Agile Development with ICONIX Process

Agile Development with ICONIX Process

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English
261 Pages

Description

Rigor Without the Mortis Many people (especially agilists) associate a high-ceremony software development process with a dead project (i.e., rigor mortis), and this association is not entirely incorrect. Our approach aims to put back the rigor while le- ing out the mortis—that is, we can do rigorous analysis and design without killing the project with an excessively high-ceremony approach. The goal of this book is to describe that process in full detail. Agility in theory is about moving ahead at speed, making lots of tiny course corrections as you go. The theory (and it’s a good one) is that if you spend months or years producing dry specifications at the start of the project and then “set them in concrete,” this doesn’t necessarily (and in practice, doesn’t) lead to a product that meets the c- tomer’s requirements, delivered on time and with an acceptably low defect count. It’s likely that the requirements will change over time, so we need to be prepared for that, and it’s likely that a lot of the original requirements will turn out to be wrong or new requirements will be discovered after the requi- ments “concrete” has set. Agile methods answer this problem in a number of different ways, but the overriding principle is to break things down into smaller chunks and not to go setting anything in concrete (least of all your requirements specs).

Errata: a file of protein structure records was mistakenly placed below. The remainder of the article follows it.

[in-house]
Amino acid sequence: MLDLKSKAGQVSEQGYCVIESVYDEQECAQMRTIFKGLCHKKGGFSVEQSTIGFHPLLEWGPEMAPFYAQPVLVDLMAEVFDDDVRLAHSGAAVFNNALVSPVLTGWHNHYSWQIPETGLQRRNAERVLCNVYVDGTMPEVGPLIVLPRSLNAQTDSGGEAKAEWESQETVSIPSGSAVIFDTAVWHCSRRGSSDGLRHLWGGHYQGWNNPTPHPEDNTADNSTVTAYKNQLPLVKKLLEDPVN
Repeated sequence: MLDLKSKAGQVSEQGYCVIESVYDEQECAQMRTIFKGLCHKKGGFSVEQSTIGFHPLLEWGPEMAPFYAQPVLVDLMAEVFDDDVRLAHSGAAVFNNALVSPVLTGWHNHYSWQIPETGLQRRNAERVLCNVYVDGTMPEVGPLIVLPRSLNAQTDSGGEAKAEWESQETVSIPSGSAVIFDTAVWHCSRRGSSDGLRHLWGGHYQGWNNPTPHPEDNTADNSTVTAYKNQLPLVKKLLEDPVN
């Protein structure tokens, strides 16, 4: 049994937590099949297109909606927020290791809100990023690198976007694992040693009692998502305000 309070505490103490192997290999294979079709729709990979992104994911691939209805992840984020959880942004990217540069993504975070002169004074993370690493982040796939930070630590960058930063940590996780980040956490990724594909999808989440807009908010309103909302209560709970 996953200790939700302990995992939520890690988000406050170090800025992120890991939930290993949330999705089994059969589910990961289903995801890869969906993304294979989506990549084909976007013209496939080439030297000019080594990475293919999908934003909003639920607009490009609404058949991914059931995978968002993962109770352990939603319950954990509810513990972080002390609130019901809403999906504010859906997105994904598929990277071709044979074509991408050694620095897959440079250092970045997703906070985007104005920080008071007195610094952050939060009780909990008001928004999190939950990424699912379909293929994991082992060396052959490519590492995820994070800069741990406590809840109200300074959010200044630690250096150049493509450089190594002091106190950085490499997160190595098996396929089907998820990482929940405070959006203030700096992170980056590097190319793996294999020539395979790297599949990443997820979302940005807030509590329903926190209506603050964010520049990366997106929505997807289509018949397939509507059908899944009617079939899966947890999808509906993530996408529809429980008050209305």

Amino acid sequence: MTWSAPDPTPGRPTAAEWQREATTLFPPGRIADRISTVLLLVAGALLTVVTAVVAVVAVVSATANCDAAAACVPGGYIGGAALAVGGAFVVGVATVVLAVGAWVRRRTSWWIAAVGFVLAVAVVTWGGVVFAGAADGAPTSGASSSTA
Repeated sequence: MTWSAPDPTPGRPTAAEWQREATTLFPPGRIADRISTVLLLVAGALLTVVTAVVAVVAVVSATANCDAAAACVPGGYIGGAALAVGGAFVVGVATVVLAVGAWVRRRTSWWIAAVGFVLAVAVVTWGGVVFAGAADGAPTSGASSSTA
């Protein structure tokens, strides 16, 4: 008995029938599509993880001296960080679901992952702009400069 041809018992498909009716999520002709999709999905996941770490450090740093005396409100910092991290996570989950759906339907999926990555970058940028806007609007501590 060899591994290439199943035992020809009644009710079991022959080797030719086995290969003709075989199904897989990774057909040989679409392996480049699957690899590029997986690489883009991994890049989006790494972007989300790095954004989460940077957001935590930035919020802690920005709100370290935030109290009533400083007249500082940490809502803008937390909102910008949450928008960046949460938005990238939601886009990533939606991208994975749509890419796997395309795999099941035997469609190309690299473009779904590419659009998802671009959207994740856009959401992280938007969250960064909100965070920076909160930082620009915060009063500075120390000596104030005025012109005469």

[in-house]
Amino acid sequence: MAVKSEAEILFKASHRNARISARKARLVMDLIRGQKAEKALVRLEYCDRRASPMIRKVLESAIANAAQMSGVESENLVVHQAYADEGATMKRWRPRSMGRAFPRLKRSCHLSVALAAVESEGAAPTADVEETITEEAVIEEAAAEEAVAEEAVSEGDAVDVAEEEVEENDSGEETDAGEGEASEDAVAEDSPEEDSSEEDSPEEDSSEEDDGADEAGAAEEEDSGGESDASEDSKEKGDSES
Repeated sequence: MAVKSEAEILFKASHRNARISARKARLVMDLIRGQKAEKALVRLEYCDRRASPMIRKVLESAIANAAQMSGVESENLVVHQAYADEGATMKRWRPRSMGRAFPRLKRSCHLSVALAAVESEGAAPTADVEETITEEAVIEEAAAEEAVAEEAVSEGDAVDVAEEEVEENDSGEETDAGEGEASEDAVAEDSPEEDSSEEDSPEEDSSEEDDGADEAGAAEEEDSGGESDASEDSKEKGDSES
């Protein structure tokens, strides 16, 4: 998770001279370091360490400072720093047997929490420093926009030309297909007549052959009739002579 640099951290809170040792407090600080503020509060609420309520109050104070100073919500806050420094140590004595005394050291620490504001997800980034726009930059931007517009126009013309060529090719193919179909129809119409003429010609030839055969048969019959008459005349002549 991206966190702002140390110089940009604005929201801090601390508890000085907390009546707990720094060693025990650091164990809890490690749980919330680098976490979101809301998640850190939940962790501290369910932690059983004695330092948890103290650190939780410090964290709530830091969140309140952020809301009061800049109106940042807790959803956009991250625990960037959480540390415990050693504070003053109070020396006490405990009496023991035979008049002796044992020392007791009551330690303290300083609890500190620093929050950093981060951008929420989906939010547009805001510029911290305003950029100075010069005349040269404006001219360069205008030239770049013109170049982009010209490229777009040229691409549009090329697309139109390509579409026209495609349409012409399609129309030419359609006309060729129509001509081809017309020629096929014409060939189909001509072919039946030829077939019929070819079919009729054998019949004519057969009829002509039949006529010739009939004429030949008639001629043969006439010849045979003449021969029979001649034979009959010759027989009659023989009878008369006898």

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Published 22 November 2006
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EAN13 9781430200093
License: All rights reserved
Language English

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Rigor Without the Mortis Many people (especially agilists) associate a high-ceremony software development process with a dead project (i.e., rigor mortis), and this association is not entirely incorrect. Our approach aims to put back the rigor while le- ing out the mortis—that is, we can do rigorous analysis and design without killing the project with an excessively high-ceremony approach. The goal of this book is to describe that process in full detail. Agility in theory is about moving ahead at speed, making lots of tiny course corrections as you go. The theory (and it’s a good one) is that if you spend months or years producing dry specifications at the start of the project and then “set them in concrete,” this doesn’t necessarily (and in practice, doesn’t) lead to a product that meets the c- tomer’s requirements, delivered on time and with an acceptably low defect count. It’s likely that the requirements will change over time, so we need to be prepared for that, and it’s likely that a lot of the original requirements will turn out to be wrong or new requirements will be discovered after the requi- ments “concrete” has set. Agile methods answer this problem in a number of different ways, but the overriding principle is to break things down into smaller chunks and not to go setting anything in concrete (least of all your requirements specs).